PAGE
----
Split Cotter Pins in Connecting Rods


(Rob Reilly) #1

Another Arctic cold snap in Chicago so I’m inside doing some research just to satisfy curiosity.

Studying parts catalogues, I find that SS and Jaguar used slotted nuts and split cotter pins in connecting rod bolts from before 1938 to about 1968, when they changed to a different bolt with a self-locking nut. Not sure about the side valve cars because the parts aren’t listed separately.

Counting up yearly production figures in Clausager’s Jaguar, a Living Legend, leaving out pre-'38 and post-'67, this adds up to a little over 316,300 engines, mostly six cylinders with some fours, or about 3,700,000 cotter pins.

For pushrod engines the slotted nut was part C.358 size 3/8"-20 BSF, and the split cotter pin was part L.103.5/8U for all 4 and 6 cylinder engines.

For the XK engines, the slotted nut was part C.2361 size 3/8"-24 UNF and the same L.103.5/8U cotter pin was used up until the change to self-locking nuts beginning with the Series 2 E-Type and XJ6. The 3.4 3.8 S-Type catalogues list both and mentions that the one supersedes the other.

We learn from the XK120 parts catalogue that the L.103.5/8U cotter pin was size 7/64" diameter and 1" long and called the “Drivopen” type, which was a brand name from Nettlefolds of Birmingham.

Cotter pin length is measured on the straight shank excluding the loop.
image
98338A734_ZINC-PLATED STEEL COTTER PIN.pdf (117.6 KB)

The hole in the C.3944 con rod bolt measures .120" diameter and the slot in the C.2361 nut measures .109" wide, so the pin is a snug fit.

Here are a couple of interesting rod bolts with a copper coating from a 140 engine.

The correct size cotter pins for SS and Jaguar engines can be obtained from McMaster-Carr www.mcmaster.com part number 98338A734 in a pack of 100 for under $5.

Here is the correct method to install them in con rods.
image
The slots in the slotted nut are a little difficult to see in this view, or it may be that this view taken from an aircraft manual is of a castlellated nut which is not quite the same as a slotted nut.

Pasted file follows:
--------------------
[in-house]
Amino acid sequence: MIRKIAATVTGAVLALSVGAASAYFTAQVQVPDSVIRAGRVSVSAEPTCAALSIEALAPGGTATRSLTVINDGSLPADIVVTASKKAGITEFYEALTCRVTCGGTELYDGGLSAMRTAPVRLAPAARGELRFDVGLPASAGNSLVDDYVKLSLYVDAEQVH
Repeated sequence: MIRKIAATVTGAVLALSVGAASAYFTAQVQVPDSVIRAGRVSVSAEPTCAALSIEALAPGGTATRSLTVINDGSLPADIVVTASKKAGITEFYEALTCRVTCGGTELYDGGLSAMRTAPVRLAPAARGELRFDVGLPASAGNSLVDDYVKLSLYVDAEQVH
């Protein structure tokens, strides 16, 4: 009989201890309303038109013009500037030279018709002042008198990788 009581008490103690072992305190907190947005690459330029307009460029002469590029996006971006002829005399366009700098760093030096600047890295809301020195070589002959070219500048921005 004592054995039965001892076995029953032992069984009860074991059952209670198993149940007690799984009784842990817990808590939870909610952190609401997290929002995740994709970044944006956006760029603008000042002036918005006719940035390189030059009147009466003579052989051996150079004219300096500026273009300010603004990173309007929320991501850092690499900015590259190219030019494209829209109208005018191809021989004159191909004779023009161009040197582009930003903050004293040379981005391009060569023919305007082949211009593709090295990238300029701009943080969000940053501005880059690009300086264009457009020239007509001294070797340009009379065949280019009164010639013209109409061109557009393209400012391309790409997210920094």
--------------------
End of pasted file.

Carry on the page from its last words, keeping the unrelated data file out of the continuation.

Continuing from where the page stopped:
I wasn’t able to find an original patent for the slotted or castellated nut, so it may date from the mid 1800s. The earliest patent I found was #1283346 for an improvement in the slot shape dated 1918, which unfortunately does not refer back to previous patents.
http://www.freepatentsonline.com/1283346.pdf

I am merely passing along what I thought was interesting factual engineering information, not opinions intending to (nor interested in) starting any arguments.


(Paul Wigton) #2

Nicely-documented, and proper pins, and how to use them.


(Phil.Dobson) #3

fascinating. so what is the correct method when installing the nuts to get the hole to line up, i.e. a bit tighter or a bit loose from the torque setting.


(Dzia) #4

While I’m not here to challenge the research that Rob has done , I thought I’d just add a comment. When I was rebuilding a Rolls Royce V12 engines for the Spitfire I was working on, we used the “British” method for bending a cotter pin. The pin would lay on its side and the ends were bent to engage the slots in the castellated nuts vice the upand down noted above. Just thought it interesting in the 2 different ways things were done then.

Gordon


(Rob Reilly) #5

For Gordon, I believe you are describing figure (a) here, the preferred method in aviation for nuts exposed with danger of catching on clothing and hands etc.
From helitavia.com

The reference in which I found this is CAP Civil Airworthiness Information and Procedures, section 2-5 page 2.1

Method ( c ) is used where clearance is critical, the tabs hugging the nut.

For Phil, this is approaching the precipice of giving an opinion, which I wanted to avoid, but the torque method is a secondary method of achieving what you really want, which is axial pre-load within a certain range, and an inaccuracy of 1/12 of a rotation of a lubricated fine thread nut tighter or looser to get the pin in is in most cases still within the range.


(Paul M. Novak) #6

Rob,
Attached are two pictures showing what I found in the 3.4L XK engine from my 1957 MK VIII when I partially disassembled the engine to inspect it. Only seven of the 12 castleated nuts had cotter pins present. The five nuts circled in red had no cotter pins and the seven nuts circled in green did have cotter pins.

I checked in the sump and did not find any cotter pins. Bad day on the production line?

Paul


(PeterCrespin) #7

I doubt it Paul. Critical aspects were inspected by a foreman, I’m sure.

The main new thing for me is to see the term cotter pin on the package, which is a first for me in a Brit usage where they are typically called split pins. Perhaps it was an export package? Cotters are wedge-shaped solid pins for holding cranks or gears to shafts, such that modern bicycles are said to have ‘cotterless cranks’.

The Driveopen brand appears to use a subtly deformed shank where the section near the loop bulges outwards to provide a greater OD from the same thickness wire. This would ensure a snug fit when tapped in during the ‘drive’ stage. As the pin was compressed, the free ends would tend to spring open a fraction as they emerged, speeding up installation.


(Rob Reilly) #8